Jason Botchford

Jason Botchford has passed away at 48. Botchford was one of the most prominent writers covering the NHL’s Vancouver Canucks for over a decade, working for The Province from 2005-18 and then joining The Athletic last fall. (Update: there’s a GoFundMe fundraiser for Botchford’s family here.) The Athletic put out a statement on his passing:

Patrick Johnston of The Province has more here, including some moving tributes from colleagues. Here are a couple of highlights from those:

Paul Chapman, deputy editor of The Province and Vancouver Sun, worked with Botchford for many years.

“When Jason joined us in 2005 as a news reporter, he immediately stood out,” he said Wednesday morning. “Aggressive, passionate and intense, Jason would attack every story he was given.

“He had a hunger to get the story and get details that no one else had. We recognized how well those skills would translate to the hockey beat and gave him the job covering the Canucks and I think it’s fair to say he changed the way the sport was covered.

…Jonathan McDonald served as sports editor for The Province for much of Botchford’s career.

“He was a gutsy, honest reporter who turned the hockey writing business on its head. He could be really difficult, but uniquely difficult. I remember once asking him to do a story and his response was, ‘That’s a stupid story.’ I didn’t know what to say. He was so brazen. He wrote something else that day.

“The next morning he called me and said, ‘You know that story you asked me to write? If you want me to write a story, just tell me to write the story.’ That was his funny way of apologizing.

…“I also want to acknowledge that there were few people as creative as Jason. The Provies is one of the greatest things we ever created at Province Sports and it was all Jason, responding to my challenge to come up with new, unpredictable content we hoped would connect with readers. It was uniquely his.”

The Provies is worth some discussion there, as that really was quite a new element for newspaper hockey coverage. The concept was that in addition to straightforward game stories and traditional columns, the paper would hand out “awards,” with some of those being for good things on the ice, some being for bad things on the ice, and some being directed at Twitter users, fans, and media. A good extended example is here, on the final games of Canucks’ stars Daniel and Henrik Sedin; it includes everything from “best love story” (on those players’ changing relationship with Vancouver over time) to “best numbers” (the shots for each team winding up as the Sedins’ numbers) to some media criticism of everyone from NBC’s Anson Carter (“best investigation” of why Carter, a former Sedin linemate, wouldn’t talk to Vancouver media) to Sportsnet’s Damien Cox (“best shots/chasers” for Cox’s changing tune on the twins).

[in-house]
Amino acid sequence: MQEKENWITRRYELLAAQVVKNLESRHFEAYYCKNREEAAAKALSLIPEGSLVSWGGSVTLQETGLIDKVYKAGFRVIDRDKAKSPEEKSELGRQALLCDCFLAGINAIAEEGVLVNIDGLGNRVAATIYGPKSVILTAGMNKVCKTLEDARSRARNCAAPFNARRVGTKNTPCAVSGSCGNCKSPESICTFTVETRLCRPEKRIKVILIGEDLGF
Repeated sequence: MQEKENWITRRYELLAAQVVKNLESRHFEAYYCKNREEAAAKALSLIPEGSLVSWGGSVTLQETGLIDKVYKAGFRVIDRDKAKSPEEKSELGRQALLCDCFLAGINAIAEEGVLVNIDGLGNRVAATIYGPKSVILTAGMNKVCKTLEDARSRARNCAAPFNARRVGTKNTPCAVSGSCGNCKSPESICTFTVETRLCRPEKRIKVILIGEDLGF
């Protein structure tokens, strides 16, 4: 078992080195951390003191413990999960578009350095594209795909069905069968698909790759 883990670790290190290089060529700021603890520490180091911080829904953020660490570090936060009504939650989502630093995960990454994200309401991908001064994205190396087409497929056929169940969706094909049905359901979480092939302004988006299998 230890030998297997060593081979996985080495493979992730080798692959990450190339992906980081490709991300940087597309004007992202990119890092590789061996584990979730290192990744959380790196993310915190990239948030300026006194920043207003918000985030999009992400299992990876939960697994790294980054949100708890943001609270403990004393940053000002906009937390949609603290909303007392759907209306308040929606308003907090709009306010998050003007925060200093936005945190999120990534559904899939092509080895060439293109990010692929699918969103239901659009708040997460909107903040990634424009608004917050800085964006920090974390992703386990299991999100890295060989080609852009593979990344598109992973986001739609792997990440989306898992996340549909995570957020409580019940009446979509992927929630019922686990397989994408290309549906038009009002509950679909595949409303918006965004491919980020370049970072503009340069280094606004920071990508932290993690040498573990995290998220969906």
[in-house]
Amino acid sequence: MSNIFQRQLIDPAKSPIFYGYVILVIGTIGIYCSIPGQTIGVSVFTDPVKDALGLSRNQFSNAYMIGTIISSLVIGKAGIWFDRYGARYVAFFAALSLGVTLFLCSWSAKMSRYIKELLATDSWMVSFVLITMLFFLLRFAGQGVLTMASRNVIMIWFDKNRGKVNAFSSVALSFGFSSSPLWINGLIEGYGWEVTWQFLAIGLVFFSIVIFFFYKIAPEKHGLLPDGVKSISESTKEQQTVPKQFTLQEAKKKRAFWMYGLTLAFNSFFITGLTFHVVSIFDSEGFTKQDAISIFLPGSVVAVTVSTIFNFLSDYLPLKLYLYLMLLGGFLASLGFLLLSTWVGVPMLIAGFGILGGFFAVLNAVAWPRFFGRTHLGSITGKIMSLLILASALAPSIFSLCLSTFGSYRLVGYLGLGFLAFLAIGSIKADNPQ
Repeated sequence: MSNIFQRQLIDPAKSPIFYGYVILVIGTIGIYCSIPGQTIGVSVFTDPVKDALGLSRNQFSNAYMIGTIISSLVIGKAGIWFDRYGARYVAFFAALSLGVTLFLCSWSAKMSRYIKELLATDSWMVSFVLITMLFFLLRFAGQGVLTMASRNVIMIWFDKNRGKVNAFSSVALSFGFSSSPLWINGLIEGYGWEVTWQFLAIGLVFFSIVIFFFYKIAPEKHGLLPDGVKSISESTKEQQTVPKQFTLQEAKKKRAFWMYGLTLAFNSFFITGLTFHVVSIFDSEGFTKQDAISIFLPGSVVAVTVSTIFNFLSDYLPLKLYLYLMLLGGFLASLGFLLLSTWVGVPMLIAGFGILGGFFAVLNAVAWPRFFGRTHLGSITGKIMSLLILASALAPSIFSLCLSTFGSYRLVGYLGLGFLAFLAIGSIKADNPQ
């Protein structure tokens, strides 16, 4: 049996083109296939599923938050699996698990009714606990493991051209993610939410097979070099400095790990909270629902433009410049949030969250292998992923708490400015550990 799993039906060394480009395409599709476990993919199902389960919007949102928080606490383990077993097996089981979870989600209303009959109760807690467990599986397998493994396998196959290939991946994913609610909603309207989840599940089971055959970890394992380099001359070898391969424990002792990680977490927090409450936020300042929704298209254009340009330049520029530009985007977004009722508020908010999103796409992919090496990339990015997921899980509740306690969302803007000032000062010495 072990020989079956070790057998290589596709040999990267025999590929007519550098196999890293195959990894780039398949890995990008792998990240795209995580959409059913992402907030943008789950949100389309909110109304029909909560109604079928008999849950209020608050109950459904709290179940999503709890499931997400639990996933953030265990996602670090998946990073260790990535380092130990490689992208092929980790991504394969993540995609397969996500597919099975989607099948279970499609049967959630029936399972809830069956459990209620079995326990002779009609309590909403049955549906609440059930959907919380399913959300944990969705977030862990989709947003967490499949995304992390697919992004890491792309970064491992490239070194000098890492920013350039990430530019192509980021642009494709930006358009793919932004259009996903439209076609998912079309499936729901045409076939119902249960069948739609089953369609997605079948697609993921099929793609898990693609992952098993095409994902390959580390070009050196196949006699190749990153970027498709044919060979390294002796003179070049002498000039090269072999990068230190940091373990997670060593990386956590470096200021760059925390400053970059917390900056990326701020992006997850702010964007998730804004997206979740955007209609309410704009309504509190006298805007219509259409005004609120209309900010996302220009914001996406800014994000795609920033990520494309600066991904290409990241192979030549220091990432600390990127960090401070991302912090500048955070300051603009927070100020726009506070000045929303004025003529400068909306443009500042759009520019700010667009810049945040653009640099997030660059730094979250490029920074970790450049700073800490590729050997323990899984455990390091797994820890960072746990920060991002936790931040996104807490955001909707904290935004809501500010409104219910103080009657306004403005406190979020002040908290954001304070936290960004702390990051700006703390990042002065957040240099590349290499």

Chapman told Johnston he’d spent 20 years going to professional development conferences where people talked about reinventing game stories, but “No one ever did, and then Jason came up with The Provies, a whole new way to read about the game. Despite every game being on TV and being discussed ad nauseum, The Provies became our best-read post every day.” And it’s easy to see why; the mix of analysis, humor (or humour, for the Canadian audience here) and snark made them a compelling read for many who’d already watched the game, something that’s not always true for a traditional game story.

And a lot of that was thanks to Botchford, both for the idea and for his unique and irreverent voice writing them; he wasn’t afraid to mix it up with media and fans or to offer strong criticism of players when warranted, both in those pieces, in his other work (which often included scoops, hard-hitting analysis and more), and in radio hits and on Twitter. That all helped him stand out in a beat writer crowd. Even his intro piece at The Athletic stood out:

Yes,​ I’m joining The Athletic but no​ I’m not​ going​ to​ spend the next 1,000 words telling you​ why.

Consider​ it my​​ first act of insubordination.

All of the great reasons have been taken anyway.

There were plenty of thoughtful tributes to Botchford on Twitter as well; here are just a few of those.

Our thoughts go out to Botchford’s family and friends.

[The Province/photo via CBC]

About Andrew Bucholtz

Andrew Bucholtz is a staff writer for Awful Announcing.